How do you know God exists?

Where do you look to find God?

The world has changed. In just ten generations, we’ve moved from not even knowing many places existed to using a GPS with Google Street view. We’ve moved from hand-copied books to the Internet, from camels to Qantas, from saddles to satellites, from superstition to science.

Where does God fit in a world explained by cause and effect? Christians have failed to provide clear, consistent answers to this crucial question:

  • The church tried denial, rejecting Galileo’s telescopic vision of the universe beyond.
  • Deists pushed God back into the past: a cosmic watchmaker, watching his mechanized universe from afar.
  • Romantics retreated within, searching for God subjectively, “in my heart.”
  • Philosophers like Nietzsche lamented that we had killed God off, that we no longer have a place for him in the world as we now know it.
  • Apologists mounted arguments in an attempt to prove the logical necessity for God’s existence.
  • Existentialists took a leap of faith, choosing to believe in God without evidence.
  • Atheists rejected God as a relic of a bygone era, a superstition that has no place in the scientific framework.
  • And the general public? In Australia, the mood is pragmatic: who cares? What difference does it make?

To find God, we need to zoom out and use the appropriate frame of reference. No matter how long you stare into a telescope, you’ll never find Julius Caesar. Historical knowledge can’t be verified in a laboratory: it’s not that kind of knowledge. “Does my partner love me?” is an important question, but it’s not a question science can answer. Science is very useful, but it isn’t the only kind of knowledge. There are other forms of knowledge (such as historical knowledge and relational knowledge) that are valid but not scientifically verifiable. If epistemology means “how we know stuff” then the cause-and-effect testing of the science lab is not the only valid epistemological source.

And science is not the right epistemological source to use if you’re looking for God. You won’t find God by measuring the mass of the universe or calculating its dark energy. You won’t find God by treating Genesis 1 as a science textbook, for it’s not addressing that kind of question.

So where do you find God? In relationship. Knowledge of God is relational knowledge. The whole Bible gives you that epistemology. According to Genesis 1, God designed humans to image him. In other words, creation knows God through people. We’re tarnished mirrors that give a rather dim view of God, but there’s still an image of God in the tarnished reflectors.

That’s why God chose a people, Israel, to reflect him to the nations. It is through God at work in his people that he is known. That’s the fundamental epistemology of God: it’s how both Israel and the Egyptians “know that I am YHWH your God” (Exodus 6:7; 7:5, 17; 8:10, 22; 9:14, 29; 10:2; 11:7; 14:4, 18; 16:6, 8, 12). Israel existed to mediate the divine presence to the nations (Exodus 19:5-6), to reflect the divine light to the nations (Isaiah 42:6; 49:6; 51:4; 60:3). God is known through his people.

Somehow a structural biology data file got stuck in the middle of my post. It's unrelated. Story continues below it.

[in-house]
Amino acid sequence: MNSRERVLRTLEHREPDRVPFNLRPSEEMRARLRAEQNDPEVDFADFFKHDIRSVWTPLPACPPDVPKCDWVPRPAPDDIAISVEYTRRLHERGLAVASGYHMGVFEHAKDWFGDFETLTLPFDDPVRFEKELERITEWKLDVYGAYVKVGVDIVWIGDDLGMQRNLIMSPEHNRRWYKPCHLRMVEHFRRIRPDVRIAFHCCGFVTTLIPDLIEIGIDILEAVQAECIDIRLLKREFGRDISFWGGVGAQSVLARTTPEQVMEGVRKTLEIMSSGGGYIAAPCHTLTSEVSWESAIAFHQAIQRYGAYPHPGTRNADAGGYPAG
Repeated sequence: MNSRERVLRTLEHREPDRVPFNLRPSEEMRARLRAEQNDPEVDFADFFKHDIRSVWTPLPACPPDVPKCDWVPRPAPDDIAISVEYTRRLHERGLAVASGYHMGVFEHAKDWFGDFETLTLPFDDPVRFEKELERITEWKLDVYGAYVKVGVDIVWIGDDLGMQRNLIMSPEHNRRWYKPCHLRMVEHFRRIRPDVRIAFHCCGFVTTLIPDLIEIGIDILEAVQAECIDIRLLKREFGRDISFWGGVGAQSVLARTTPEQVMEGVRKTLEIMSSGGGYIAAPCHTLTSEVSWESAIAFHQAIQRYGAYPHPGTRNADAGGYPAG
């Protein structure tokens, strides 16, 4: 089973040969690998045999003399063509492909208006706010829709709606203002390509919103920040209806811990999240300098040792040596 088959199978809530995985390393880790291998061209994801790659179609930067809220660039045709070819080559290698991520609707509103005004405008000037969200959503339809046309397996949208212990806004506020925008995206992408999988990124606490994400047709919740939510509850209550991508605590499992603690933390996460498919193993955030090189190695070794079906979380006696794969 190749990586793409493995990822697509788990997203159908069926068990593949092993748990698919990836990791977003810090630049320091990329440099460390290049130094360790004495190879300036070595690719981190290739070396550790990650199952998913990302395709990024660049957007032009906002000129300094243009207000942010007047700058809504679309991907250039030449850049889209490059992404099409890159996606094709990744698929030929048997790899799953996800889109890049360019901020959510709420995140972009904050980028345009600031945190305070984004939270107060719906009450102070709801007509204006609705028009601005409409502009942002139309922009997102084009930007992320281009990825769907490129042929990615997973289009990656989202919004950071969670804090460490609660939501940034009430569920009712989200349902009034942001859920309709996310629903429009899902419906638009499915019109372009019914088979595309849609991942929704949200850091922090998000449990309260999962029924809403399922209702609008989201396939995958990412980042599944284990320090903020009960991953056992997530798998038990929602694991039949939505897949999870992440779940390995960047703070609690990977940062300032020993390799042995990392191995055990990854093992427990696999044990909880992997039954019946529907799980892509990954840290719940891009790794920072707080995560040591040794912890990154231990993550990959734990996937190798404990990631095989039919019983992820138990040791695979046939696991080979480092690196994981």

Israel struggled with that vocation. So God made himself known through a man who was God-with-us (Matthew 1:23). Want to know God? The place to look is Jesus. He is the image of the God who is otherwise invisible (Colossians 1:15). If you want to see God, you need to look in the right place. That’s the person of Jesus.

So where can someone see Jesus today? You see him in his body (1 Corinthians 12:12, 27; Ephesians 1:23; 4:12; 5:23, 30, etc). The body of Christ is where the world can expect to see God. God is still known in people.

Christians cannot escape their calling with platitudes such as, “Don’t look at me; look at Jesus.” That attempt at humility won’t do. Where on earth do you think people will see Jesus, if not in his people?

Apologetics has its place: it’s good for dismantling arguments against God, but it can never prove God scientifically. Attempting to do so is an epistemological mistake. If God is not seen in the love of his people, where is he seen? Epistemologically, this is the core:

1 John 4:16 (ESV)
So we have come to know and to believe the love that God has for us. God is love, and whoever abides in love abides in God, and God abides in him.

God is known in people. He is a relational being: God is love, and you don’t find love in a laboratory.


What others are saying

John Ortberg, Who Is This Man? The Unpredictable Impact of the Inescapable Jesus electronic edition (Grand Rapids, MI: Zondervan, 2012):

Jesus’ impact on history is a puzzle. When we turn to look at his short life, it has this same puzzling quality. No one knew quite what to make of him.

But it’s not a random, absurd, meaningless puzzle.

Understanding his life is like trying to wake up from a dream. It’s like listening to an answer which — when you get it — you’ll realize you always somehow knew. Like light on a strange path that, when you follow it, turns out to lead you home.

Karl Faase, Jesus the Game Changer (About the video series):

Jesus Christ has made an indelible mark on human history and He continues to do so through His followers. Yet many people do not realise that the values western democracies are built on originate in the life and teaching of Jesus – the equality of all, servant leadership, care for the poor and marginalised, dignity of women and children, education, to name just a few.

[previous: Where’s your allegiance?]

[next: Righteous people?]

Author: Allen Browne

Seeking to understand Jesus in the terms he chose to describe himself: son of man (his identity), and kingdom of God (his mission). Riverview Church, Perth, Western Australia

2 thoughts on “How do you know God exists?”

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